Non surgical peripheral artery disease or peripheral arterial disease (PAD) treatments
Treatment aims to avoid surgery which can be vascular surgery or amputation. In vascular surgery diseased portions of arteries are bypassed using synthetic or vein grafts. In amputation irreversibly damaged parts of the limb are cut off to prevent life threatening infection.
There are many non-surgical treatments of peripheral artery disease (PAD) that exist to avoid the risks and trauma associated with surgery. They can be used together before surgery either to cure PAD or to delay surgery - especially amputation - for a significant amount of time.
What is peripheral arterial disease (PAD)?
Peripheral artery disease (PAD) is a condition in which narrowed peripheral arteries reduce blood flow to your limbs. For diseases like peripheral arterial disease (PAD) and diabetic foot ulcers non surgical treatments can prevent amputation of the limb.
Peripheral arterial disease (PAD) is most commonly caused by atherosclerosis , a condition where plaque - fatty deposits on the artery walls - slowly builds up in the body's arteries. The condition mainly affects legs and arms but can also occur neck, kidneys, or heart. Atherosclerosis is also associated with coronary artery diease and heart attack, and carotid artery disease and stroke. This blood vessel disease caused by fatty plaque buildup reduces blood flow and therefore causes peripheral artery disease (PAD) symptoms including leg pain and cramps.
Treatments can focus on either:
- treating atherosclerosis - plaque buildup - that causes narrowed and blocked arteries with medicines and other methods, and/or
- using advanced non surgical interventions inside the arteries to clean up the material clogging the artery and to hold it open using mesh-like cylinders (stents)
What are the symptoms of PAD?
Symptoms are also warning signs to seek help. They include:
- leg pain (especially during walking), leg cramping and tiredness, and/or
- numbness or pain in the toes; legs may feel heavy.
When these symptoms appear, they tend to worsen with physical activity and improve with rest. They also often get worse at night and go away after a few minutes of warming your legs. Symptoms can be related to clogged arteries even if you don't have any other signs or symptoms of heart disease such as chest pain or shortness of breath. You might not link your leg discomfort to coronary artery disease because it is typically more severe in the upper body than in the lower body where circulation is poor.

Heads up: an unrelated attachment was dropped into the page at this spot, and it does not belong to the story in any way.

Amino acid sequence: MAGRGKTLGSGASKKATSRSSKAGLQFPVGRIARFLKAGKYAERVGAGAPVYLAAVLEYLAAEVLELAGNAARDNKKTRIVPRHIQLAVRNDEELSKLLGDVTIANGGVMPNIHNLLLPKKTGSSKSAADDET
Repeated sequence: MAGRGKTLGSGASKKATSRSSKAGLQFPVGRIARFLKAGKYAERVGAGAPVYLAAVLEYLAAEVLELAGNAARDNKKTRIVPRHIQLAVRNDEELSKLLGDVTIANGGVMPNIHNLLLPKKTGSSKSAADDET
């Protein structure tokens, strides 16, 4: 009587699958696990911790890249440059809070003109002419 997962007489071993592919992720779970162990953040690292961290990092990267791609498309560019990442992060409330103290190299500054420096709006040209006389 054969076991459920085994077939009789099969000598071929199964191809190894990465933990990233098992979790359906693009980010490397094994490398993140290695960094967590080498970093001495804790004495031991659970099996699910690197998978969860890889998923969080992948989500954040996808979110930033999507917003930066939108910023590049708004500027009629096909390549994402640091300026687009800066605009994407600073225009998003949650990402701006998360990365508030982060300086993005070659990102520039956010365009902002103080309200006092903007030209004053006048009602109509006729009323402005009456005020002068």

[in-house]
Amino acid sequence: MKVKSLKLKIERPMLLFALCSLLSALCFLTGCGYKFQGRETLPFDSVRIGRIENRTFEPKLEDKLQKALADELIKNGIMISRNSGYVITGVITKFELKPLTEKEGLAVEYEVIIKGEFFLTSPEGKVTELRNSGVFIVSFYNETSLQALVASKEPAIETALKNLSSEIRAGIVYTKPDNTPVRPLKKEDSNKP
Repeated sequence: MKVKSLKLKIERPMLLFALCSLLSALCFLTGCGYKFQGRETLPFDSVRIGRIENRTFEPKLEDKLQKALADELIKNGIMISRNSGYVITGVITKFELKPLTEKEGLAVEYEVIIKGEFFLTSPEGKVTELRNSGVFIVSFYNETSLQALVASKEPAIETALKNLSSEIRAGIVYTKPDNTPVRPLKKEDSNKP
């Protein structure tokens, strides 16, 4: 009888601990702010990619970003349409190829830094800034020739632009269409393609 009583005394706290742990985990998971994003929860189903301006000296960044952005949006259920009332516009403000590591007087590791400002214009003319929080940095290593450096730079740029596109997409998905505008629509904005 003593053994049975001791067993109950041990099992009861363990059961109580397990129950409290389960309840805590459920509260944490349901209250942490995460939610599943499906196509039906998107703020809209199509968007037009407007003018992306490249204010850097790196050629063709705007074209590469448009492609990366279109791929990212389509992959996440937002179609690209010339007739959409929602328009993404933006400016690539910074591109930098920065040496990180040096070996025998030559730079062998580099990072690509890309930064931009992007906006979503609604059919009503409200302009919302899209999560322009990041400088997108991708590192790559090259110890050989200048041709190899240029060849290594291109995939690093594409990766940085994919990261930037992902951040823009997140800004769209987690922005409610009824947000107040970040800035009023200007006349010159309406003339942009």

What are severe PAD symptoms?
Severe symptoms include leg or muscle pain at rest called claudication. Claudication is usually relieved promptly with rest. PAD symptoms may be described as intermittent claudication (most common) or rest pain.
The most feared consequence of severe PAD is tissue death and gangrene, a result of a process called critical limb ischemia. You can experience wounds that won't heal, ulcers on your feet or legs, and your toes might become cold as well as numb – a telltale sign of critical limb ischemia. No or poor blood flow causes tissue death, and you are at increased risk of requiring and amputation to prevent serious infection.
Even though it may seem like this happens quickly, damage from PAD usually progresses slowly over time. That's why it's important for you to seek an early diagnosis.
What are the risk factors for peripheral artery disease?
The following are some of the main risk factors associated with PAD:
- High blood cholesterol and/or triglycerides
- Family history
- Lack of exercise
Early on there may be mild or no symptoms.
What non surgical treatments are available for peripheral arterial disease (PAD)?
Non surgical peripheral arterial treatments include:
- lifestyle medications,
- endovascular techniques: specialized interventions performed inside the diseased vessel using a "pinhole" technique
What surgical treatments are available peripheral artery disease (PAD)?
The main surgical techniques are:
- arterial vascular bypass
What is an arterial bypass?
An arterial bypass is surgery to reroute blood flow around a blockage in an artery. Using a new vessel of graft blood can be rerouted around the blocked, disease part of the artery. This is done with synthetic material or by using veins from another part of your body. A vascular surgeon who specializes in medical procedures to treat vascular disease and improve blood flow may perform this surgery.
What is an endarterectomy?
An endarterectomy is a procedure that removes plaque from inside an artery. Endarterectomies are often done to treat people with PAD who have severe symptoms that have not been controlled by other treatments. It can be done as open surgery by a vascular surgeon.